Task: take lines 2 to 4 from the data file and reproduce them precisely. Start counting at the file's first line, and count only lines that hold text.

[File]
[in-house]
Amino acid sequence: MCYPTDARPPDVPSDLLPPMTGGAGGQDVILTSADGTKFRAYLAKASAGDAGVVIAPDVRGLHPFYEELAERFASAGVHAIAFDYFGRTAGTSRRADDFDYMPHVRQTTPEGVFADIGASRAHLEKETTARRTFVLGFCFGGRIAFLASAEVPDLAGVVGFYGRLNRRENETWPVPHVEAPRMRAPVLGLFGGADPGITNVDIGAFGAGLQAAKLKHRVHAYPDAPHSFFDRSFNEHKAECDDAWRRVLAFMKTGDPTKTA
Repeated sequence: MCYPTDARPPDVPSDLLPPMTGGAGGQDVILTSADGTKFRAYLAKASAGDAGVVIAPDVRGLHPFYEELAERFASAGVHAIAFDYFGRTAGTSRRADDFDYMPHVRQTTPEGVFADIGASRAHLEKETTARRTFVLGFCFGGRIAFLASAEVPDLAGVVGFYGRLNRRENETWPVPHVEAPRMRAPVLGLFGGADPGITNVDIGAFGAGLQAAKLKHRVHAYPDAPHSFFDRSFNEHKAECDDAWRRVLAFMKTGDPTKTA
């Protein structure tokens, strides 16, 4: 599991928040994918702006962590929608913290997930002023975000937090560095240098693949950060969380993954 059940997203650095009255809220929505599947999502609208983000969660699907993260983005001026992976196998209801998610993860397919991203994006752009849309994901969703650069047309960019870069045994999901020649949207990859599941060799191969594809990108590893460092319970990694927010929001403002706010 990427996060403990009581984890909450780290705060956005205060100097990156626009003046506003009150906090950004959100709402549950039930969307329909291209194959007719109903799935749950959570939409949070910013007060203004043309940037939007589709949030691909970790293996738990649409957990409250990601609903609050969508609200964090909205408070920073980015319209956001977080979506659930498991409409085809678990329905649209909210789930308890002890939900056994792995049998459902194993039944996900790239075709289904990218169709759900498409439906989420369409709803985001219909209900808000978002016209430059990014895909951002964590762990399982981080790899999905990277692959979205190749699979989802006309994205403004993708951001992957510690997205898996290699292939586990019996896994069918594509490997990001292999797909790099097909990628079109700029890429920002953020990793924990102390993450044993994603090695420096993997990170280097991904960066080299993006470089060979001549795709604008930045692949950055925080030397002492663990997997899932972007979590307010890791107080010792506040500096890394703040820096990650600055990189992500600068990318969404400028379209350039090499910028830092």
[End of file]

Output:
Amino acid sequence: MCYPTDARPPDVPSDLLPPMTGGAGGQDVILTSADGTKFRAYLAKASAGDAGVVIAPDVRGLHPFYEELAERFASAGVHAIAFDYFGRTAGTSRRADDFDYMPHVRQTTPEGVFADIGASRAHLEKETTARRTFVLGFCFGGRIAFLASAEVPDLAGVVGFYGRLNRRENETWPVPHVEAPRMRAPVLGLFGGADPGITNVDIGAFGAGLQAAKLKHRVHAYPDAPHSFFDRSFNEHKAECDDAWRRVLAFMKTGDPTKTA
Repeated sequence: MCYPTDARPPDVPSDLLPPMTGGAGGQDVILTSADGTKFRAYLAKASAGDAGVVIAPDVRGLHPFYEELAERFASAGVHAIAFDYFGRTAGTSRRADDFDYMPHVRQTTPEGVFADIGASRAHLEKETTARRTFVLGFCFGGRIAFLASAEVPDLAGVVGFYGRLNRRENETWPVPHVEAPRMRAPVLGLFGGADPGITNVDIGAFGAGLQAAKLKHRVHAYPDAPHSFFDRSFNEHKAECDDAWRRVLAFMKTGDPTKTA
């Protein structure tokens, strides 16, 4: 599991928040994918702006962590929608913290997930002023975000937090560095240098693949950060969380993954 059940997203650095009255809220929505599947999502609208983000969660699907993260983005001026992976196998209801998610993860397919991203994006752009849309994901969703650069047309960019870069045994999901020649949207990859599941060799191969594809990108590893460092319970990694927010929001403002706010 990427996060403990009581984890909450780290705060956005205060100097990156626009003046506003009150906090950004959100709402549950039930969307329909291209194959007719109903799935749950959570939409949070910013007060203004043309940037939007589709949030691909970790293996738990649409957990409250990601609903609050969508609200964090909205408070920073980015319209956001977080979506659930498991409409085809678990329905649209909210789930308890002890939900056994792995049998459902194993039944996900790239075709289904990218169709759900498409439906989420369409709803985001219909209900808000978002016209430059990014895909951002964590762990399982981080790899999905990277692959979205190749699979989802006309994205403004993708951001992957510690997205898996290699292939586990019996896994069918594509490997990001292999797909790099097909990628079109700029890429920002953020990793924990102390993450044993994603090695420096993997990170280097991904960066080299993006470089060979001549795709604008930045692949950055925080030397002492663990997997899932972007979590307010890791107080010792506040500096890394703040820096990650600055990189992500600068990318969404400028379209350039090499910028830092």